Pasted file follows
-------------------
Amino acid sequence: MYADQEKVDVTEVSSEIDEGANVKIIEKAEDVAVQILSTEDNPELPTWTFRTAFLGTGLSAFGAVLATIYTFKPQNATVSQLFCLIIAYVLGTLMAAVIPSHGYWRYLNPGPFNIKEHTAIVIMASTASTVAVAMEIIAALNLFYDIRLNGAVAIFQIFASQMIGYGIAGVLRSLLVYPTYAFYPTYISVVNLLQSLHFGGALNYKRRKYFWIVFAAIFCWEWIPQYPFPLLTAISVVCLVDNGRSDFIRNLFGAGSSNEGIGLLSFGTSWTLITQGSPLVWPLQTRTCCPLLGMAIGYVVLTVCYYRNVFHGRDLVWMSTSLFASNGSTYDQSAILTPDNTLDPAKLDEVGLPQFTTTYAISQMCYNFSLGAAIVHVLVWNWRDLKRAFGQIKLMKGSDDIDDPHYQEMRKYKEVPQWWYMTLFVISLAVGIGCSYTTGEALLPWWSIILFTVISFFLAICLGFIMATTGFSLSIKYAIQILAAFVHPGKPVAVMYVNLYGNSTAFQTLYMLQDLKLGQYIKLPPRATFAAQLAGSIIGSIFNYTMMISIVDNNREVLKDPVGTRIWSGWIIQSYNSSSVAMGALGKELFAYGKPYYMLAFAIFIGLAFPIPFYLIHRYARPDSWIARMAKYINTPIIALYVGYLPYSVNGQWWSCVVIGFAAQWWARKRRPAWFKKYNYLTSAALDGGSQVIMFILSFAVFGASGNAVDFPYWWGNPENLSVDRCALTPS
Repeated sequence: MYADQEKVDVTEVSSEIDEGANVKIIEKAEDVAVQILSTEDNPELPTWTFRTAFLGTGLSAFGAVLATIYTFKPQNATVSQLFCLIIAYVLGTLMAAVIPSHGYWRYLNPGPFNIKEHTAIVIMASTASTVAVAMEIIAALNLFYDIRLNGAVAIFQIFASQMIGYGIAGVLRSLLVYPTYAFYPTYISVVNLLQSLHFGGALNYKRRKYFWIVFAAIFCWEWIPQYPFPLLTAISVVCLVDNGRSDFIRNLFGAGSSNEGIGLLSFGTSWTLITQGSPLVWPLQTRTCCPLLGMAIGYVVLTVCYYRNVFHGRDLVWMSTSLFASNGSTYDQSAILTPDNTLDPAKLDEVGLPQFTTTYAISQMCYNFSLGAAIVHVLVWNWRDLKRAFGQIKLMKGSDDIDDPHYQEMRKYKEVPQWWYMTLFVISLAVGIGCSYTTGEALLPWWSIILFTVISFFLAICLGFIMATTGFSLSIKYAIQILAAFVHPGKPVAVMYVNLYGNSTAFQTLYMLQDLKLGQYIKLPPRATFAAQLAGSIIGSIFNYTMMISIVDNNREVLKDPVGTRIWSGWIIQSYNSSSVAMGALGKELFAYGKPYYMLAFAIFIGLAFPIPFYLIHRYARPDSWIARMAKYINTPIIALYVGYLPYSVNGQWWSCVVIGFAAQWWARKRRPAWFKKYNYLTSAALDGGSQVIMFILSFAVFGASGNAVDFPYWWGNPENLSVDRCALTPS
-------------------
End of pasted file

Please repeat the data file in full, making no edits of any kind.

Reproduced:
Amino acid sequence: MYADQEKVDVTEVSSEIDEGANVKIIEKAEDVAVQILSTEDNPELPTWTFRTAFLGTGLSAFGAVLATIYTFKPQNATVSQLFCLIIAYVLGTLMAAVIPSHGYWRYLNPGPFNIKEHTAIVIMASTASTVAVAMEIIAALNLFYDIRLNGAVAIFQIFASQMIGYGIAGVLRSLLVYPTYAFYPTYISVVNLLQSLHFGGALNYKRRKYFWIVFAAIFCWEWIPQYPFPLLTAISVVCLVDNGRSDFIRNLFGAGSSNEGIGLLSFGTSWTLITQGSPLVWPLQTRTCCPLLGMAIGYVVLTVCYYRNVFHGRDLVWMSTSLFASNGSTYDQSAILTPDNTLDPAKLDEVGLPQFTTTYAISQMCYNFSLGAAIVHVLVWNWRDLKRAFGQIKLMKGSDDIDDPHYQEMRKYKEVPQWWYMTLFVISLAVGIGCSYTTGEALLPWWSIILFTVISFFLAICLGFIMATTGFSLSIKYAIQILAAFVHPGKPVAVMYVNLYGNSTAFQTLYMLQDLKLGQYIKLPPRATFAAQLAGSIIGSIFNYTMMISIVDNNREVLKDPVGTRIWSGWIIQSYNSSSVAMGALGKELFAYGKPYYMLAFAIFIGLAFPIPFYLIHRYARPDSWIARMAKYINTPIIALYVGYLPYSVNGQWWSCVVIGFAAQWWARKRRPAWFKKYNYLTSAALDGGSQVIMFILSFAVFGASGNAVDFPYWWGNPENLSVDRCALTPS
Repeated sequence: MYADQEKVDVTEVSSEIDEGANVKIIEKAEDVAVQILSTEDNPELPTWTFRTAFLGTGLSAFGAVLATIYTFKPQNATVSQLFCLIIAYVLGTLMAAVIPSHGYWRYLNPGPFNIKEHTAIVIMASTASTVAVAMEIIAALNLFYDIRLNGAVAIFQIFASQMIGYGIAGVLRSLLVYPTYAFYPTYISVVNLLQSLHFGGALNYKRRKYFWIVFAAIFCWEWIPQYPFPLLTAISVVCLVDNGRSDFIRNLFGAGSSNEGIGLLSFGTSWTLITQGSPLVWPLQTRTCCPLLGMAIGYVVLTVCYYRNVFHGRDLVWMSTSLFASNGSTYDQSAILTPDNTLDPAKLDEVGLPQFTTTYAISQMCYNFSLGAAIVHVLVWNWRDLKRAFGQIKLMKGSDDIDDPHYQEMRKYKEVPQWWYMTLFVISLAVGIGCSYTTGEALLPWWSIILFTVISFFLAICLGFIMATTGFSLSIKYAIQILAAFVHPGKPVAVMYVNLYGNSTAFQTLYMLQDLKLGQYIKLPPRATFAAQLAGSIIGSIFNYTMMISIVDNNREVLKDPVGTRIWSGWIIQSYNSSSVAMGALGKELFAYGKPYYMLAFAIFIGLAFPIPFYLIHRYARPDSWIARMAKYINTPIIALYVGYLPYSVNGQWWSCVVIGFAAQWWARKRRPAWFKKYNYLTSAALDGGSQVIMFILSFAVFGASGNAVDFPYWWGNPENLSVDRCALTPS